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CUMBERLAND ss. SUPREME JUDICIAL COURT
DOCKET NO. BAR-01-01
BOARD OF OVERSEERS OF THE BAR )
v. ) STIPULATION OF FACTSRICHARD A. LORD, ESQ. )
) AND AGREED UPON ORDER
For many years the Defendant was the personal attorney for Denise Cloutier
(Cloutier), and he drafted her Last Will and Testament, which she executed
on April 2, 1997 when she was then 70 years old. Under the terms of her
will, Cloutier left all of her property to James A. McCourt (McCourt), and
she nominated the Defendant to be the Personal Representative (PR) of her
Cloutier's will also included the following provision:
I hereby nominate and appoint RICHARD A. LORD of Brunswick, Maine to be the sole Personal Representative of the MY LAST WILL AND TESTAMENT; and I direct that no bond be required of him the performance of his official duties in that said capacity, and that he solely shall determine the reasonableness of his fees in his capacity as both Personal Representative and as attorney for the estate.
Inserting this language into Cloutier's will was the Defendant's idea, not Cloutier's, and the Defendant did so in keeping with his practice of including such a provision in a will only when he is the PR named in the instrument. The Defendant explained his estate PR fee arrangement to Cloutier by analogy to a real estate broker's percentage fee, and he claimed that he had intended to charge Cloutier's estate a flat fee instead. Significantly, the Defendant did not have Cloutier's separate written consent to or other written confirmation of this unusual compensation arrangement.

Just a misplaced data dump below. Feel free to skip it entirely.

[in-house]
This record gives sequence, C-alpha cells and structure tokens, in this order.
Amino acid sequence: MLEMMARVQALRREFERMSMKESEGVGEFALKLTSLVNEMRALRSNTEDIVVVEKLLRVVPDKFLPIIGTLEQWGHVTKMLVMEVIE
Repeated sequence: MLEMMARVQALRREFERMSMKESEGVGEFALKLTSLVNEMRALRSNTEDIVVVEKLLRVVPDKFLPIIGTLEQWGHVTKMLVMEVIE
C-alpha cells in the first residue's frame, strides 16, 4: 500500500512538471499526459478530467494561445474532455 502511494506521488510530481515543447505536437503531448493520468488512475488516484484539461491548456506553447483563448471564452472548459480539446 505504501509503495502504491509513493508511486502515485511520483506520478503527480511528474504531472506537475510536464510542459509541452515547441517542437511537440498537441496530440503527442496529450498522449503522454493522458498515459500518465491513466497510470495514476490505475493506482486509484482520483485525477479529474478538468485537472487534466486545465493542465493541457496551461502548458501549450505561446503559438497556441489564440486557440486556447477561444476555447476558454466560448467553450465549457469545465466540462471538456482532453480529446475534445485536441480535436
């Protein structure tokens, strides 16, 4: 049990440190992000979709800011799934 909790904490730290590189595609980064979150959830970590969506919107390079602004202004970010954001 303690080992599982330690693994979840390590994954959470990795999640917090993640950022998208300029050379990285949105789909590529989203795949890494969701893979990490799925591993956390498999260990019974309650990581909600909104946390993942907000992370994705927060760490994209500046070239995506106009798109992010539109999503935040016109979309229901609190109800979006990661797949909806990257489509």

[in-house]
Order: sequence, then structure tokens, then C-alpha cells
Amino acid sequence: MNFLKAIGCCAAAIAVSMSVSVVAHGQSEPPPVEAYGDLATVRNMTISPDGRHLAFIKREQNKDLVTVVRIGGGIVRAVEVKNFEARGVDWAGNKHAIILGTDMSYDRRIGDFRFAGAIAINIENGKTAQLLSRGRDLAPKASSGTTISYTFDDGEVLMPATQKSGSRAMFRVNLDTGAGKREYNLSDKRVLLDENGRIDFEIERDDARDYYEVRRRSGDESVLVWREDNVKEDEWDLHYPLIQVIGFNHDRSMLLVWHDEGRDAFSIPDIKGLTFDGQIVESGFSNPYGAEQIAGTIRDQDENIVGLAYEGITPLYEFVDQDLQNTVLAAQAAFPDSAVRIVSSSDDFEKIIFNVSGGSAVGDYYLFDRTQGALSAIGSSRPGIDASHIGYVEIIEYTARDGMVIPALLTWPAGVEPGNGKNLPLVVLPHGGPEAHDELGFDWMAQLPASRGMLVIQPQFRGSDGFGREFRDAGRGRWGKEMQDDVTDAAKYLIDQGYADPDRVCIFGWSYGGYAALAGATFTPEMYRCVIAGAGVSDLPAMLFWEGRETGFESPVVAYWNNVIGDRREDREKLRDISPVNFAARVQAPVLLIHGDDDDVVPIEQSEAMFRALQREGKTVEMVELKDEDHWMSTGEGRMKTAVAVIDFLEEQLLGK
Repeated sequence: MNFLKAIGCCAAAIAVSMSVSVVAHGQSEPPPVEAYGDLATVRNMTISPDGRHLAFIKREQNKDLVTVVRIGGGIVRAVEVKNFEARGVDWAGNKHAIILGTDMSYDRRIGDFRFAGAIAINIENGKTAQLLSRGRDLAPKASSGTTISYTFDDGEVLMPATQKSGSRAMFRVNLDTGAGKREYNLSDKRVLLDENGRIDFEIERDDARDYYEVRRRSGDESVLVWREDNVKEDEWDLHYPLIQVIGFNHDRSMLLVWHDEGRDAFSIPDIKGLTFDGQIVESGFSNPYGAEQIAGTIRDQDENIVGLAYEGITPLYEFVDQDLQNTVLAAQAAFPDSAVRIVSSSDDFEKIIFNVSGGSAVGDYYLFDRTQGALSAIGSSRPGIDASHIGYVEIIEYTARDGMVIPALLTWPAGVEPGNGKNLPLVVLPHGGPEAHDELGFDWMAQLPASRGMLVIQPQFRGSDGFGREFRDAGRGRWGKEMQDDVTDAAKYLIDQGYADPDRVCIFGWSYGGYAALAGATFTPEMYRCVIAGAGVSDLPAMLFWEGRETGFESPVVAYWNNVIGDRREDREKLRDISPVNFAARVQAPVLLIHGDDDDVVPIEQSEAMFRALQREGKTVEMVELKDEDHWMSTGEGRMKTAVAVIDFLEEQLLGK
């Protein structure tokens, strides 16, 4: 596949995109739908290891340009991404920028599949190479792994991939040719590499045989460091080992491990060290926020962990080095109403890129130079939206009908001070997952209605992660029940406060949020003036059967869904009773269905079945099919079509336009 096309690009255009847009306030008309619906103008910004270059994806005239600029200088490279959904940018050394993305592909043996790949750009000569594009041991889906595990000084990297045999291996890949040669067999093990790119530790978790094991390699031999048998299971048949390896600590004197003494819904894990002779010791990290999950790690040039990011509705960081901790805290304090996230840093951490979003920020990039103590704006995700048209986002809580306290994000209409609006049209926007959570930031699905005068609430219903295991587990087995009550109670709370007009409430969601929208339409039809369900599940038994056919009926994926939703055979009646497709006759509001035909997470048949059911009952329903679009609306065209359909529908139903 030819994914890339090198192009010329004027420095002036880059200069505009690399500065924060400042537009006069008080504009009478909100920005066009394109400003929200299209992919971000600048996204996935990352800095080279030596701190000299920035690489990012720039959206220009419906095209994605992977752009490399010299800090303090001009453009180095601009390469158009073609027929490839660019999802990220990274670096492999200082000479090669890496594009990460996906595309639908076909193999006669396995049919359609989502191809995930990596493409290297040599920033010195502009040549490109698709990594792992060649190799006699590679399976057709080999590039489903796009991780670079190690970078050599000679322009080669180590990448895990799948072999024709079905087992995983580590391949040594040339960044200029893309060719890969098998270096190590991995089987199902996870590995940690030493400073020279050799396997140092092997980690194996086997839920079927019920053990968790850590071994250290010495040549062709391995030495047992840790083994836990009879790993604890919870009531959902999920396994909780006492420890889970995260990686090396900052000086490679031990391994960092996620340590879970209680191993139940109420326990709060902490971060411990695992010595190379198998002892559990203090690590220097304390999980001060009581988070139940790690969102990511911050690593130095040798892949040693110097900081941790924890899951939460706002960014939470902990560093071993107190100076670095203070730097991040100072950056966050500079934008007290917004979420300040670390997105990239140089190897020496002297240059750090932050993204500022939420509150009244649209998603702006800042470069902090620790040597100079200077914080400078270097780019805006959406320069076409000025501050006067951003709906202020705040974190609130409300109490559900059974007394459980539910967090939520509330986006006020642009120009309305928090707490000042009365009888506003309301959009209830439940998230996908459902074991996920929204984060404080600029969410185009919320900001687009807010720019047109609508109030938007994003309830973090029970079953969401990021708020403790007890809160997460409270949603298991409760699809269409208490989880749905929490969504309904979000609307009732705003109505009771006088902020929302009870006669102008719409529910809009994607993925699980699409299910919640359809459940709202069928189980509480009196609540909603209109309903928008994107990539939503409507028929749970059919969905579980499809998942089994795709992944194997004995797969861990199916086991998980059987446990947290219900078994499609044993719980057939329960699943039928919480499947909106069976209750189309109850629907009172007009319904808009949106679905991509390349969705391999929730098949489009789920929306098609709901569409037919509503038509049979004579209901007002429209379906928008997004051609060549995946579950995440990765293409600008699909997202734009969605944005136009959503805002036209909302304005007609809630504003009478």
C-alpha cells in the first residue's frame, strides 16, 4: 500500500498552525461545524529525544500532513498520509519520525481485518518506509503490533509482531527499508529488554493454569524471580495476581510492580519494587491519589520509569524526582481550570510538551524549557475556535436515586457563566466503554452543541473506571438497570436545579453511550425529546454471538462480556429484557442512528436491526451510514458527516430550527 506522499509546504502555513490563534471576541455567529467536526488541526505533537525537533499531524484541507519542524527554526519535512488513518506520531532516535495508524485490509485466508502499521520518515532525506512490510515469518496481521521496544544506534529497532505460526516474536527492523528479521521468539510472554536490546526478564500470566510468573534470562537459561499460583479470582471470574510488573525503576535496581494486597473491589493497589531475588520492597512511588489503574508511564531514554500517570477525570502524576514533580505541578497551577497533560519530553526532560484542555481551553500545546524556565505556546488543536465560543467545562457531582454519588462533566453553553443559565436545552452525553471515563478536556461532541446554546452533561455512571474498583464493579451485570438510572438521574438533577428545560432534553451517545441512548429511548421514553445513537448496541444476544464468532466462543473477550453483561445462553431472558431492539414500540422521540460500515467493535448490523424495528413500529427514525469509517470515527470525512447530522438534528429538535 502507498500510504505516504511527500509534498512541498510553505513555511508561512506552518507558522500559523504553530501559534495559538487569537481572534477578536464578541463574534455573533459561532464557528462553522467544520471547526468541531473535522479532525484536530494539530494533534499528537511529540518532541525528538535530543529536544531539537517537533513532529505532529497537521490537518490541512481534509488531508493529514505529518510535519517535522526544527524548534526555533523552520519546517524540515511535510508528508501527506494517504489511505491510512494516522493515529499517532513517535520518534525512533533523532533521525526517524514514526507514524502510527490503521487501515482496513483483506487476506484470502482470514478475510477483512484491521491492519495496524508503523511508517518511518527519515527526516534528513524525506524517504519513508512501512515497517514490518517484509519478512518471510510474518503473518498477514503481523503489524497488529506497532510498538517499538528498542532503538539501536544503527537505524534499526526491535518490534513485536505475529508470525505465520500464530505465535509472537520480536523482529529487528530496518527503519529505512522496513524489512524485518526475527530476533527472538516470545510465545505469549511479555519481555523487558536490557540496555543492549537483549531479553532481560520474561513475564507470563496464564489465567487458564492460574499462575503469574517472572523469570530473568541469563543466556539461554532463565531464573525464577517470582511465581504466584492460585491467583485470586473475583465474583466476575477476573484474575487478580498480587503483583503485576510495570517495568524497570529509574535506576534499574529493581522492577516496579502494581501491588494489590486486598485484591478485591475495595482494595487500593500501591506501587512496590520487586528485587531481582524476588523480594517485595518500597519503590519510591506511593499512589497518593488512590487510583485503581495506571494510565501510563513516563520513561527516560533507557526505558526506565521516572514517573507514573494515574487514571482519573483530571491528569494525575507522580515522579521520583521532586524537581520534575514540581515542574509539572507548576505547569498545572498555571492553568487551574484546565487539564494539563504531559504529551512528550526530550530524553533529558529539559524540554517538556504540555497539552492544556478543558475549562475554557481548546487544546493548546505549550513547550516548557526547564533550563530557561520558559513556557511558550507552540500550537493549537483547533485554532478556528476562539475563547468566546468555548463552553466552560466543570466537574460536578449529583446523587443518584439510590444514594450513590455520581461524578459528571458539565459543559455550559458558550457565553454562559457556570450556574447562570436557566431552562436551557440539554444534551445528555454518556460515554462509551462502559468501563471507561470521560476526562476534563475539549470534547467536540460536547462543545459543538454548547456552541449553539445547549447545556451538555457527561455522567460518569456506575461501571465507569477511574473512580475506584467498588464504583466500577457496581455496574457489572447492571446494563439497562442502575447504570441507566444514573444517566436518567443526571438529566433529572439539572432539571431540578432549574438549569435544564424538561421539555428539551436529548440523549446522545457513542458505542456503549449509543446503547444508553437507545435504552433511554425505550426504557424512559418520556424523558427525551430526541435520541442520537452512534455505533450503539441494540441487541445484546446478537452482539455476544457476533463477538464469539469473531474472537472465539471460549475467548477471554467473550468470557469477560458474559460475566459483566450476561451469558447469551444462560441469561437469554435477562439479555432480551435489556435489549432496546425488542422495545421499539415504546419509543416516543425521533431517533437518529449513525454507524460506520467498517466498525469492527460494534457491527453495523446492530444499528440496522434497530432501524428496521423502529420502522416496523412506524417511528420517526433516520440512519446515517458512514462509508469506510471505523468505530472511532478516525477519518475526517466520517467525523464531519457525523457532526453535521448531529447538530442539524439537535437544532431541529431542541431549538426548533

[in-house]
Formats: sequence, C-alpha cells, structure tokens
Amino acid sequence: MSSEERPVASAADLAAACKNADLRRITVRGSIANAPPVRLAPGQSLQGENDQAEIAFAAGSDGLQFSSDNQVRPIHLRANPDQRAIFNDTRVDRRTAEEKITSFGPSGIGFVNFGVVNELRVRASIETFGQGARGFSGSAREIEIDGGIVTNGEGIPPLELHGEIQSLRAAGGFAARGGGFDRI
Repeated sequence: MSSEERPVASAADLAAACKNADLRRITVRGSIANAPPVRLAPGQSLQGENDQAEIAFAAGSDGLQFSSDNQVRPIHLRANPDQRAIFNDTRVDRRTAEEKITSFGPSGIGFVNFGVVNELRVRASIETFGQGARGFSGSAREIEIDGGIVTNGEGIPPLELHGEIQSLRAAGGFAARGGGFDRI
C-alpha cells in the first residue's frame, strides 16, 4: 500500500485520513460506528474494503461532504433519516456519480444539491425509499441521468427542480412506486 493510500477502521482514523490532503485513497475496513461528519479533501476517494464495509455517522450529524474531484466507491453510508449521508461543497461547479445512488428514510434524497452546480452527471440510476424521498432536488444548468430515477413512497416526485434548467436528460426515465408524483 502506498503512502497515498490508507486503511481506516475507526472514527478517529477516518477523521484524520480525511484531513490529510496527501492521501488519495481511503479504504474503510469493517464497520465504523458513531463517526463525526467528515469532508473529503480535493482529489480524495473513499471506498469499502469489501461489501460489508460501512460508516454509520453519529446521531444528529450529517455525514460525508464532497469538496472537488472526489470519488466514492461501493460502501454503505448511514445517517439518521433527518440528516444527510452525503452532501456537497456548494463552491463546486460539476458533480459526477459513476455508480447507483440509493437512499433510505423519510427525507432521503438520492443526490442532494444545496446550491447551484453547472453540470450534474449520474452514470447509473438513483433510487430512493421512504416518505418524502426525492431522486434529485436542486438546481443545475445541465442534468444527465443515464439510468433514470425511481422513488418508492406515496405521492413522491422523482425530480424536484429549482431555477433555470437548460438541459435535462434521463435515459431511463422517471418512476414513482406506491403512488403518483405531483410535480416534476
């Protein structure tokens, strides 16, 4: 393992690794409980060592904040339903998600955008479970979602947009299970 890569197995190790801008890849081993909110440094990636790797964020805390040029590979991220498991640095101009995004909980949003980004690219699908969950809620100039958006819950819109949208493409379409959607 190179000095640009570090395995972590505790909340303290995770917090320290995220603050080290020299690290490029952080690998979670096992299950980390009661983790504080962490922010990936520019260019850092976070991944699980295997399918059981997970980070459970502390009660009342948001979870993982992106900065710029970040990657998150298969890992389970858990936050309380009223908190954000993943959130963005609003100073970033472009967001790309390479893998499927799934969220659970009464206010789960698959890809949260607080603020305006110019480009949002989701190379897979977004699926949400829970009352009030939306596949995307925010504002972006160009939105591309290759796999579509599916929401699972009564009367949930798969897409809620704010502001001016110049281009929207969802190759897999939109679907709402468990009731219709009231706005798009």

On October 12, 1998 Cloutier died, and on October 20th the Defendant filed an Application for Informal Probate of Will and Appointment of Personal Representative with the Cumberland County Probate Court (the Probate Court). Shortly thereafter, the Probate Court appointed the Defendant as PR of Cloutier's estate, and informally admitted Cloutier's will to probate. As an experienced probate attorney, based upon the relevant provisions of the Maine Probate Code, 18-A M.R.S.A. §1-101, et seq., and because of Estate of Davis, 509 A.2d 1175 (Me. 1986), and Harrington v. Lord, 704 A.2d 1211 (Me. 1997), the Defendant knew or should have known before he sought or accepted appointment as PR of Cloutier's estate that: 1) Determining the PR's compensation, and that of any attorney employed by the PR, based upon a percentage of the estate was a violation of M. Bar R. 3.3 (a); and 2) Lord's total combined fees as the PR and as the PR's attorney were required to be reasonable.
Cloutier's estate totaled approximately $110,000.00 of liquid assets, and the Defendant initially charged the estate legal fees of $5,500.00, the Defendant deducting that sum from the McCourt bequest and claiming two separate legal fees: i.e., one for being the PR and one for being the PR's attorney. The Defendant concedes and acknowledges that it was improper and unreasonable for him to be compensated in two capacities from the assets of Cloutier's estate and to base that compensation upon the aforementioned provision, which he had drafted. Such misconduct constituted entering into an agreement for and charging an illegal and excessive fee in violation of M. Bar R. 3.3 (a), Davis and Harrington, supra. When, however, McCourt later complained through separate legal counsel about the amount of the fees, the Defendant immediately agreed to a reduction of these charges to the sum of $3,300.00, and promptly refunded the difference to him. On July 11, 1999 a Panel of the Fee Arbitration Commission confirmed the $3,300.00 charge as fair and reasonable.
On March 3, 1995 Lynn M. Currier (Currier) hired the Defendant to represent
her in a divorce from her then husband, Richard Currier (Richard), and on
June 28th the Sagadahoc County District Court granted her divorce. During
their marriage, the Curriers had one child, Darren A. Currier, who was born